Pueblo artist combines traditions with new technology

Turning pottery designs into computer artwork

By Katherine Saltzstein
Native Sun News Today New Mexico Correspondent

ALBUQUERQUE – Acoma artist Jon Juanico turns Acoma pottery designs into computer-aided artwork. In a show of his art at Albuquerque’s Indian Pueblo Cultural Center recently, his designs seemed to move and glow, some stationary on canvas, others flashing on computer screens. One piece called “Tumbleweed” shows a blue circular design in the middle of a complex yellow and beige background which makes the circle look as if it tumbles across the canvas. Another electronic piece on a computer screen flashes designs of pink, blue, orange and yellow. Other works include signs of traditional Acoma lifestyle with ladders. pottery, feathers and rug designs.

In “Breath of Pottery,” the artist shows “pottery as it shatters. A piece of pottery disassembles. It’s caught in time,” Juanico explained in an interview at his art show. In this “Breath of Pottery, the blue, black and white design seems to pulsate on the canvas. Juanico’s work is also on jewelry and a puzzle. He also made T-shirts with his designs for his family. He grew up in the Acoma Pueblo, also known as Sky City, which was built on top of a mesa sixty miles west of Albuquerque. Historians think that these ancient adobe buildings and streets have been here since the 12th century. Juanico attended a BIA boarding school on the reservation and went on to Farmington (New Mexico) High School where he took a drafting class “which gave me my inspiration. I became intrigued with mapping and architectural drawing,” he said.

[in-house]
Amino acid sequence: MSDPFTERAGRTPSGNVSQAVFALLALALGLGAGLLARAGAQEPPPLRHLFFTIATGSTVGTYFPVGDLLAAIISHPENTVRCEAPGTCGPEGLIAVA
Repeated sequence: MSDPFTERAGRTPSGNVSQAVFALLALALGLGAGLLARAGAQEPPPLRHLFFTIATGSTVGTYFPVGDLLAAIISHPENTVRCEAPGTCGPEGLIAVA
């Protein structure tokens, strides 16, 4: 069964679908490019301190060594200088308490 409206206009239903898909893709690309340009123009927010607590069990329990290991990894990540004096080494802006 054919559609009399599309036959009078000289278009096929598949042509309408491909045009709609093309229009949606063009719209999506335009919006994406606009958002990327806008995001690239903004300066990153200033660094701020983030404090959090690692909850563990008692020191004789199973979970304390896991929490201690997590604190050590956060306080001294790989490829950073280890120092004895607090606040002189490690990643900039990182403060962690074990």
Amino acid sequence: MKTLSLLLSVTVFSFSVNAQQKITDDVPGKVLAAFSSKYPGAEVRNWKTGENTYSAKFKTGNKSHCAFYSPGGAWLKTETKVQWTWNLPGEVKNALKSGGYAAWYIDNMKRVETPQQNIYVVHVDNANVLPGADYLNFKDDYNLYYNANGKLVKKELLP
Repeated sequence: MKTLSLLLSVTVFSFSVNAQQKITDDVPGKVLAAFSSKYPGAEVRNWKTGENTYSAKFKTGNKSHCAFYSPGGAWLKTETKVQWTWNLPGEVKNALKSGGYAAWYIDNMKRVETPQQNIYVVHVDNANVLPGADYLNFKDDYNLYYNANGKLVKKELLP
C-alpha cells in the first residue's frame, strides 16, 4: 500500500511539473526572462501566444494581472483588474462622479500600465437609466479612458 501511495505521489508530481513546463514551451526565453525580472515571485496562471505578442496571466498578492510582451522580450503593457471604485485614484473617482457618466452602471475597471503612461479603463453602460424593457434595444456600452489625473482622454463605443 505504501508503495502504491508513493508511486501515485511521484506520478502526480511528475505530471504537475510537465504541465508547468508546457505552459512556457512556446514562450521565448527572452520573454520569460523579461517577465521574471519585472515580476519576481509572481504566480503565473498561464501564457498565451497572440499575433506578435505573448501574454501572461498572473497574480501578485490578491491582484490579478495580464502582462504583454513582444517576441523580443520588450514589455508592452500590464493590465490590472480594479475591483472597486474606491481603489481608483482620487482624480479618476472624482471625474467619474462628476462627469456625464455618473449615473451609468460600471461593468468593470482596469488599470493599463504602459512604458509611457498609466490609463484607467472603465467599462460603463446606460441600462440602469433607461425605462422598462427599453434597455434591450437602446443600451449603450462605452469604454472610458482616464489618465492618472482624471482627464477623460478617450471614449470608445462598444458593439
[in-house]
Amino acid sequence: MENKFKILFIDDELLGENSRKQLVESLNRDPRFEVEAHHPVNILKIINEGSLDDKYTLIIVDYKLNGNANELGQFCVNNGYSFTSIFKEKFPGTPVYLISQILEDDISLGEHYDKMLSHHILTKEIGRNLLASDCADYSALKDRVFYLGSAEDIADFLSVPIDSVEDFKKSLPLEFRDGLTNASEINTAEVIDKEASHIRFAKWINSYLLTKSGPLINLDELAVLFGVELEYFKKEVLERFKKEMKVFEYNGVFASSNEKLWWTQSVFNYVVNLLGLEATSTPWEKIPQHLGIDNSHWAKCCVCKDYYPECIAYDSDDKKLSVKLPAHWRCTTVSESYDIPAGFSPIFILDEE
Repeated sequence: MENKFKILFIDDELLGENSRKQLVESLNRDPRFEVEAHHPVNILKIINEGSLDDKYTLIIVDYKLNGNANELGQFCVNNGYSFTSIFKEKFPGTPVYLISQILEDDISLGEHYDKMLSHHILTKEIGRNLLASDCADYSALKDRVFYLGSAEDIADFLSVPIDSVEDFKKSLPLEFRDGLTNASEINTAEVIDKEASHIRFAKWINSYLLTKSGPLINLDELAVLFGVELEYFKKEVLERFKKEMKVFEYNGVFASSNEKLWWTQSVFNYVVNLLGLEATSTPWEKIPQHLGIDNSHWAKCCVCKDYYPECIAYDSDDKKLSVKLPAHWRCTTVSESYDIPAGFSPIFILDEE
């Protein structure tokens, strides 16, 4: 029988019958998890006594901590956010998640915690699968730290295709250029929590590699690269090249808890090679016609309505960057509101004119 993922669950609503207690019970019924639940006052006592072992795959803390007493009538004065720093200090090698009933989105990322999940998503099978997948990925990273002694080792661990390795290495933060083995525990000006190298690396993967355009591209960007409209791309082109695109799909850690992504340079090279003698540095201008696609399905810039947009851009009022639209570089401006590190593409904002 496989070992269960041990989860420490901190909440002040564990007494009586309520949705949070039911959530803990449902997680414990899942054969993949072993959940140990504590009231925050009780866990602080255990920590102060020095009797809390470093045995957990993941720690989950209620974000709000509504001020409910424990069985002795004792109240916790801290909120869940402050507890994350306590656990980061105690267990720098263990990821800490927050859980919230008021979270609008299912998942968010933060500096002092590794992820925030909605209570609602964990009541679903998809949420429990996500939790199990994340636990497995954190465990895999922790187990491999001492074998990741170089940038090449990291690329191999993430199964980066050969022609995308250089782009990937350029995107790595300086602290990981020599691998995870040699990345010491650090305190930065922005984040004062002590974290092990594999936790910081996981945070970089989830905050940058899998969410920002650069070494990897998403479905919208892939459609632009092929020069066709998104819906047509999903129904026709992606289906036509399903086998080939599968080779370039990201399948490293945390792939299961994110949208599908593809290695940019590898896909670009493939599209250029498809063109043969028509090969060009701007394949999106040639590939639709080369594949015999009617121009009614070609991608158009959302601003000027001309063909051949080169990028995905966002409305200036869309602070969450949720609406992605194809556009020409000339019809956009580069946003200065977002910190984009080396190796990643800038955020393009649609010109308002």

He bought his first inexpensive computer from Craig’s List while he was in high school and taught himself to use it “by trial and error.” “I got an architectural program and used it for drawing electrical and mechanical components and floor plans. I just wanted to be able to provide for myself. I wanted to design my own house.”He went on to get an Associate’s Degree in Computer Aided Drafting and Design at ITT Technical College. He has worked for several Albuquerque contracting companies designing plans for subdivisions and streets for telephone and television companies. He utilizes does Geographic Information Systems, which he described as “mapping skills which can be considered an art form. It’s pleasing to the eye. I make it look nice.”

His family is his inspiration.“My grandparents were hard-working people I wanted to be like that. I admired them. My grandfather was a farmer and my grandmother made pottery. I admired these potters,” said Juanico, a tall, soft-spoken man.
And, his three daughters, aged 25, 13, and 5 inspire him.
“I loved to do drafting and I lived in Albuquerque. But when I had kids I wanted to be on the reservation so I moved back to the reservation and commuted. In my spare time I would mess with computer programs to see what capabilities they had.”


The Tribal Digital Village Network (TDVNet) was created with the intent to bring Internet connectivity to the member tribes of SCTCA and empower their people. The Tribal Digital Village(TDV) is a continued set of objectives to help SCTCA achieve its mission thru technology, first and foremost, devised by the community leaders to handle the technical aspects of meeting its mission statement. The primary mission of Southern California Tribal Chairmen's Association (SCTCA) is to serve the health, welfare, safety, education, cultural, economic and employment needs of its tribal members and descendants in the San Diego County urban areas.

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